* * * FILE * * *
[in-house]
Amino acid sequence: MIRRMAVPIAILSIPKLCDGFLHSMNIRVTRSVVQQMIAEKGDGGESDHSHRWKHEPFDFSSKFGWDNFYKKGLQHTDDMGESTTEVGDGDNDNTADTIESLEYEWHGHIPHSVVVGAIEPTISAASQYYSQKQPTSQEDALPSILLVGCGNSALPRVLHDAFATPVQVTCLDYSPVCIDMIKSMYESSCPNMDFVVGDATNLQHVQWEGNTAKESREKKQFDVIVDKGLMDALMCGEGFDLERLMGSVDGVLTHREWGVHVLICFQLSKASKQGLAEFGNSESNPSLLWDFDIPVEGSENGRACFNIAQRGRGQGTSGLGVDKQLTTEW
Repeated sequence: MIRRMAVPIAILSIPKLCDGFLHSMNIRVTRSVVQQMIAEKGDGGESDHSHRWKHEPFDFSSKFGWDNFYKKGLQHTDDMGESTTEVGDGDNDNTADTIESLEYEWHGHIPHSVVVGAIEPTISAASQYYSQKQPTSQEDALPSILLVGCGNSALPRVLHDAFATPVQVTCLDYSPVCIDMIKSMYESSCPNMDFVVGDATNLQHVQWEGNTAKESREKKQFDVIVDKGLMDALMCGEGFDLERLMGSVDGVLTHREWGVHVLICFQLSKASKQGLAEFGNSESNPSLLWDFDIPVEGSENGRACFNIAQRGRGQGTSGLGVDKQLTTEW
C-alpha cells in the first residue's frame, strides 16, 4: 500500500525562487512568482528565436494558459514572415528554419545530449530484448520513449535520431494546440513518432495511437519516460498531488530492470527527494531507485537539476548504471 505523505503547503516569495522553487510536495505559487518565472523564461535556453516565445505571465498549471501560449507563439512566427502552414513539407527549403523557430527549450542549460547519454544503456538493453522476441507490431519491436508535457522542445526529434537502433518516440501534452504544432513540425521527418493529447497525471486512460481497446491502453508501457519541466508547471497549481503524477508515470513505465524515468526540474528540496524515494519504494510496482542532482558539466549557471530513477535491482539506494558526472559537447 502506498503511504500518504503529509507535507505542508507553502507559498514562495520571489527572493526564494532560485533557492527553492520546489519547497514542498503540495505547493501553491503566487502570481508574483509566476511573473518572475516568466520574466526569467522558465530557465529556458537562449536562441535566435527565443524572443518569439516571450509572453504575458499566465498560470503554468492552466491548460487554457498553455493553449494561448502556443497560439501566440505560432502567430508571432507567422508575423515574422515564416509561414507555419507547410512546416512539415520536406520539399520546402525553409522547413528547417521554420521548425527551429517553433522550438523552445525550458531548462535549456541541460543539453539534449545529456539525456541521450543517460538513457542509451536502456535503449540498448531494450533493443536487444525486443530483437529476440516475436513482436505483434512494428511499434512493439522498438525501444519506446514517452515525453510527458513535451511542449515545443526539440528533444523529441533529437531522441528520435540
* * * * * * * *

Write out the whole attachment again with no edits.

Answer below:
[in-house]
Amino acid sequence: MIRRMAVPIAILSIPKLCDGFLHSMNIRVTRSVVQQMIAEKGDGGESDHSHRWKHEPFDFSSKFGWDNFYKKGLQHTDDMGESTTEVGDGDNDNTADTIESLEYEWHGHIPHSVVVGAIEPTISAASQYYSQKQPTSQEDALPSILLVGCGNSALPRVLHDAFATPVQVTCLDYSPVCIDMIKSMYESSCPNMDFVVGDATNLQHVQWEGNTAKESREKKQFDVIVDKGLMDALMCGEGFDLERLMGSVDGVLTHREWGVHVLICFQLSKASKQGLAEFGNSESNPSLLWDFDIPVEGSENGRACFNIAQRGRGQGTSGLGVDKQLTTEW
Repeated sequence: MIRRMAVPIAILSIPKLCDGFLHSMNIRVTRSVVQQMIAEKGDGGESDHSHRWKHEPFDFSSKFGWDNFYKKGLQHTDDMGESTTEVGDGDNDNTADTIESLEYEWHGHIPHSVVVGAIEPTISAASQYYSQKQPTSQEDALPSILLVGCGNSALPRVLHDAFATPVQVTCLDYSPVCIDMIKSMYESSCPNMDFVVGDATNLQHVQWEGNTAKESREKKQFDVIVDKGLMDALMCGEGFDLERLMGSVDGVLTHREWGVHVLICFQLSKASKQGLAEFGNSESNPSLLWDFDIPVEGSENGRACFNIAQRGRGQGTSGLGVDKQLTTEW
C-alpha cells in the first residue's frame, strides 16, 4: 500500500525562487512568482528565436494558459514572415528554419545530449530484448520513449535520431494546440513518432495511437519516460498531488530492470527527494531507485537539476548504471 505523505503547503516569495522553487510536495505559487518565472523564461535556453516565445505571465498549471501560449507563439512566427502552414513539407527549403523557430527549450542549460547519454544503456538493453522476441507490431519491436508535457522542445526529434537502433518516440501534452504544432513540425521527418493529447497525471486512460481497446491502453508501457519541466508547471497549481503524477508515470513505465524515468526540474528540496524515494519504494510496482542532482558539466549557471530513477535491482539506494558526472559537447 502506498503511504500518504503529509507535507505542508507553502507559498514562495520571489527572493526564494532560485533557492527553492520546489519547497514542498503540495505547493501553491503566487502570481508574483509566476511573473518572475516568466520574466526569467522558465530557465529556458537562449536562441535566435527565443524572443518569439516571450509572453504575458499566465498560470503554468492552466491548460487554457498553455493553449494561448502556443497560439501566440505560432502567430508571432507567422508575423515574422515564416509561414507555419507547410512546416512539415520536406520539399520546402525553409522547413528547417521554420521548425527551429517553433522550438523552445525550458531548462535549456541541460543539453539534449545529456539525456541521450543517460538513457542509451536502456535503449540498448531494450533493443536487444525486443530483437529476440516475436513482436505483434512494428511499434512493439522498438525501444519506446514517452515525453510527458513535451511542449515545443526539440528533444523529441533529437531522441528520435540